And if, as mooted by some economists or as spun by yourselves, you did not support making bank bondholders whole, why did you not have the courage of your convictions and refuse to go along with it?
How do we know that today, for instance, you are not forcing policies on this country that believe will not work?
All we know, is that you have not got the courage to say no, to what is wrong.

@Joseph Ryan

Yes, I’m surprised at this stage that this fact does not get more of an airing!


The man from Kuala Lumpur has also worked out Fermat’s Last Theorem – when it comes to data and facts he is 99% on the ball!


People who criticised the unsustainable behaviour of Ireland’s property developers and bankers used to be lampooned as “people who just don’t want a successful entrepreneurial culture in this country”.

Ah thanks guys! Never knew you cared!
That link was just great DOCM – and on YouTube they have links to jack lynch singing it too. Reminded me of the days when we had politicians who embodied hope and ideals and weren’t just bankers henchmen – ah those great ideals of cherishing our young, building a fair society – now all replaced by Gilmores ideal of return to the bond markets……the patriots would love those ideals
Actually I am on a bit of a downer tonight. I’m off to bed


Transcript of a Press Conference Call on the International Monetary Fund’s 2012 Article IV Consultation and the Seventh Review of the Extended Arrangement with Ireland

…The report discusses a range of risks to this economic recovery. These risks also threaten Ireland’s debt sustainability and, therefore, the feasibility of retaining the access to market funding that was recently regained by the government. In this context it’s very important to move forward with implementing the June 29 commitments by the euro area leaders to further improve the sustainability of Ireland’s program. As we note in the report, a key step would be for the ESM to invest in the equity of Irish banks.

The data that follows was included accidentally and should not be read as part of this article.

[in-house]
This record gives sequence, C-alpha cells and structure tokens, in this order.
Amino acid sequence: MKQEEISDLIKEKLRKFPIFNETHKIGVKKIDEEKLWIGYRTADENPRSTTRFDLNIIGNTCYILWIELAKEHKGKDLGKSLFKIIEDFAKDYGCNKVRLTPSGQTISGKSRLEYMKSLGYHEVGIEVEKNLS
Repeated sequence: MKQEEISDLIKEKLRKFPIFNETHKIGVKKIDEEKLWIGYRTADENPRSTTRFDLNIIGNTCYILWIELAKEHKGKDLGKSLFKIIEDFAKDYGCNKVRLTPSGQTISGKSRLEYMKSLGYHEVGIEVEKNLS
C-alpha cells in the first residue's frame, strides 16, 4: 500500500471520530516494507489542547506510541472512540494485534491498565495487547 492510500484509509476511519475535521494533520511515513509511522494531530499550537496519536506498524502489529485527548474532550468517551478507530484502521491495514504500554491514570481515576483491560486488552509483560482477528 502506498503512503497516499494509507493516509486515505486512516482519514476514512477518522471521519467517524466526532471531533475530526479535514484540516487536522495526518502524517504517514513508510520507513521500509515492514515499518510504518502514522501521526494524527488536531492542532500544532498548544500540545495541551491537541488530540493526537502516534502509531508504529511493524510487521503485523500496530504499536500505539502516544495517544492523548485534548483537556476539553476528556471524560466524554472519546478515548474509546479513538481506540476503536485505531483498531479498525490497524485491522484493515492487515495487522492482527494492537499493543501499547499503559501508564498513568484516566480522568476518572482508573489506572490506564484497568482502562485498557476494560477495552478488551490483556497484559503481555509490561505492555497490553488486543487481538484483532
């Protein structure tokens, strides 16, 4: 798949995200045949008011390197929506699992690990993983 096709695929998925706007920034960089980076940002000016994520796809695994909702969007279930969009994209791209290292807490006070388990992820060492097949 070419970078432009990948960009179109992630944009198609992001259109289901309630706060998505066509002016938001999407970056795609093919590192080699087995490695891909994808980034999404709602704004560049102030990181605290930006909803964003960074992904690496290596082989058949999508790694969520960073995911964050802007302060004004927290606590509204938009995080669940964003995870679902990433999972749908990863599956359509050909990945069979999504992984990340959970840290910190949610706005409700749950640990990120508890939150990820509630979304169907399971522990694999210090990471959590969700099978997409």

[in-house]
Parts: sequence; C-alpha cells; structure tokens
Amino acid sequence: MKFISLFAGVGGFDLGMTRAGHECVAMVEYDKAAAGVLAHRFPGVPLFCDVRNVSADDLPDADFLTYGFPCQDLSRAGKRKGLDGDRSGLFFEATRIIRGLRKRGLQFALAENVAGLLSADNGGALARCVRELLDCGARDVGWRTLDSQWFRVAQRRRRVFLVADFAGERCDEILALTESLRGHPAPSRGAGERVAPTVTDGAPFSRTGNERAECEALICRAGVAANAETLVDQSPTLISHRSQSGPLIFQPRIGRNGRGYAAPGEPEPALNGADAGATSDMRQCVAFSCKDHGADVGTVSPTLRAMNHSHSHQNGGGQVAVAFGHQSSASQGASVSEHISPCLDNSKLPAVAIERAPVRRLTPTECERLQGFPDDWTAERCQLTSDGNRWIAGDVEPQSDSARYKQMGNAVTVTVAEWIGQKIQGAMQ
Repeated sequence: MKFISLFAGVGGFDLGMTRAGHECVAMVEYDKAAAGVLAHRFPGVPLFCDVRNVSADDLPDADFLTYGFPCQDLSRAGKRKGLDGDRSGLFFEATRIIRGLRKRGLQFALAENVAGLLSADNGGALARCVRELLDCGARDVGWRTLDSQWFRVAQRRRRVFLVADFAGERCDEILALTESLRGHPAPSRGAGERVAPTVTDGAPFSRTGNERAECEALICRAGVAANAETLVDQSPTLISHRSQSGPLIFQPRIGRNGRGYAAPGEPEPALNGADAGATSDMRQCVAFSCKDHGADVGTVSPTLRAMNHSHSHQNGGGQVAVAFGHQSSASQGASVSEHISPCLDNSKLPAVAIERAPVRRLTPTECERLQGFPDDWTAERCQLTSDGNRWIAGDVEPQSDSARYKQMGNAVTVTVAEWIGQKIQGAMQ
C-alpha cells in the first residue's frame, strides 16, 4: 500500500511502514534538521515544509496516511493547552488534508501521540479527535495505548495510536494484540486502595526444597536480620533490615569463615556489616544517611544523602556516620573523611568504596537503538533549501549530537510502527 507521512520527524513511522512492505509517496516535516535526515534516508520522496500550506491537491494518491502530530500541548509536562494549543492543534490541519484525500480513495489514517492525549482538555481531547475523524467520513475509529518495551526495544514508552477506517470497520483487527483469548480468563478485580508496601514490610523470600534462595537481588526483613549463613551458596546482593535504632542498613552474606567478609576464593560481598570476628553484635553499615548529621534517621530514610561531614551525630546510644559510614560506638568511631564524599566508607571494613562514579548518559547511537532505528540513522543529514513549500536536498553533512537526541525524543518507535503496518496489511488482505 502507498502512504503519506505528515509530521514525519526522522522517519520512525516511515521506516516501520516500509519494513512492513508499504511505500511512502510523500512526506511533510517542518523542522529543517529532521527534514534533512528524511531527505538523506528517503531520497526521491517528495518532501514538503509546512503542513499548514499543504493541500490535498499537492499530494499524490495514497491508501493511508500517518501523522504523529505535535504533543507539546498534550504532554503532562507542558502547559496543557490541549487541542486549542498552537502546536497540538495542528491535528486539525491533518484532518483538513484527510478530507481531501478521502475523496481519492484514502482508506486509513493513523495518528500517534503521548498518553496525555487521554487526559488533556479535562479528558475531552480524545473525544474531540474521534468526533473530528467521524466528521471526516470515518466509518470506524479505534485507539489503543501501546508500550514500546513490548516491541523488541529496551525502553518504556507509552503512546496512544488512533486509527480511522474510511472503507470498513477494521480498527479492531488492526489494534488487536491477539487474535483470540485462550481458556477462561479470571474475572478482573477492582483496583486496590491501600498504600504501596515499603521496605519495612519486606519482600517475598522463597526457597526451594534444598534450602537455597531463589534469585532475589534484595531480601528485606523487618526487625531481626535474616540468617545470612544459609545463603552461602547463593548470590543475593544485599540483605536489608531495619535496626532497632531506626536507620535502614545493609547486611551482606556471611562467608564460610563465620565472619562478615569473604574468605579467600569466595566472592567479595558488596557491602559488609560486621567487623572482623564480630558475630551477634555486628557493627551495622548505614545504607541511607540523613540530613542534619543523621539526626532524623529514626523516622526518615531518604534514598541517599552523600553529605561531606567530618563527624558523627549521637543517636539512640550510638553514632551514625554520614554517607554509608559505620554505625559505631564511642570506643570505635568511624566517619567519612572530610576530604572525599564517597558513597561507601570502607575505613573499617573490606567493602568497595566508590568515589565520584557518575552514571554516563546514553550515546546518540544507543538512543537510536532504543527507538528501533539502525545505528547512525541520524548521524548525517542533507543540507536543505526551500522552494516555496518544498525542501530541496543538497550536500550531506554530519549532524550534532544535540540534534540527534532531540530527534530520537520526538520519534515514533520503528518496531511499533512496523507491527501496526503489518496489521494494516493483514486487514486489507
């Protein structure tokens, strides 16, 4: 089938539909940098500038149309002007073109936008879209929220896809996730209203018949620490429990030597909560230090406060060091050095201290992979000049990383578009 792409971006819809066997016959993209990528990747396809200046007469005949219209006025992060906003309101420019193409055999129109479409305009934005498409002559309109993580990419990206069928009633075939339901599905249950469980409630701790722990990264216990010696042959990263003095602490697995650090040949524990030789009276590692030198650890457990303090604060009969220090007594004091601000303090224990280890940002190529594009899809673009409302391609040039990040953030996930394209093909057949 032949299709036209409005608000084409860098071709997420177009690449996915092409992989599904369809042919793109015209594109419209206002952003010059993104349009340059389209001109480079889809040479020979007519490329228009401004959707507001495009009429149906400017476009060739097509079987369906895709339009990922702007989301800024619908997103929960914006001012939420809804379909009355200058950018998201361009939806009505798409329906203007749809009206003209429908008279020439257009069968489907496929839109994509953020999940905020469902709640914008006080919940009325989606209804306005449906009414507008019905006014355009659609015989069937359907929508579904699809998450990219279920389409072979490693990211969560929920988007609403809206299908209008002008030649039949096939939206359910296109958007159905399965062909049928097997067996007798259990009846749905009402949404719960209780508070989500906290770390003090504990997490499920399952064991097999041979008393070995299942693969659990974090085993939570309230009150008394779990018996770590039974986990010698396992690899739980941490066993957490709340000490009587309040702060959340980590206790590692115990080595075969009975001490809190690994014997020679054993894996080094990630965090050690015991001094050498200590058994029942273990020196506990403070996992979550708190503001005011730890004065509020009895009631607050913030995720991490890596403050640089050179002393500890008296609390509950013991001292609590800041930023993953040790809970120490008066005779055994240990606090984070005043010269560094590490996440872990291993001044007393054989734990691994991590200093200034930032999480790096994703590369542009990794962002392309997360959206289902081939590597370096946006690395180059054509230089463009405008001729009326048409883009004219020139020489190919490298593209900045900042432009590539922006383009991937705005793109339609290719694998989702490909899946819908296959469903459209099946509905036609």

….To conclude, the Seventh Review also emphasizes the importance of timely approval of a strengthening of European support, including the ESM equity investments I mentioned, to help put the program on a clear path to successful completion.

Appreciate the continuing pragmatic support on the ‘odious debt’ issue with Eirope.

Any possibility of a loan deal for Ajai to head up the new Department of “Taking on the Vested Interests”; as you know we are broke but a substantial promissory note is available for Ajai to take up the position of Minister with plenipotentiary powers for 18 months. Blind Biddy will provide ample security gratis. Sincerely, the hard pressed Irish Citizenry, etc., Dublin.

@Joseph Ryan

“..Gurdgiev and others need to do better in terms of coming up with some kind of path out of this crisis. The SME debt nightmare should not have been a surprise to anybody.
Sticking to the status quo and praying will sink the country completely..”

I respectfully disagree – the single biggest issue is the manner in which the Govt has gone about fixing the current economic malasie is precisley what Gurdgiev et al have repeatedly requested that they do not do namely; put the Govts balance sheet problems ahead of the households.

The Govt has decided it needs to fix itself and to hell with the consequences – this is a failed strategy. Some bright spark surely should have realised that fixing the balance sheets of households first might actually deliver additional taxes and dare I say it economic growth sooner than the current plan. But it seems not. The Govt depts are not flush with bright people and we’ve ended up in a very dark place as a result.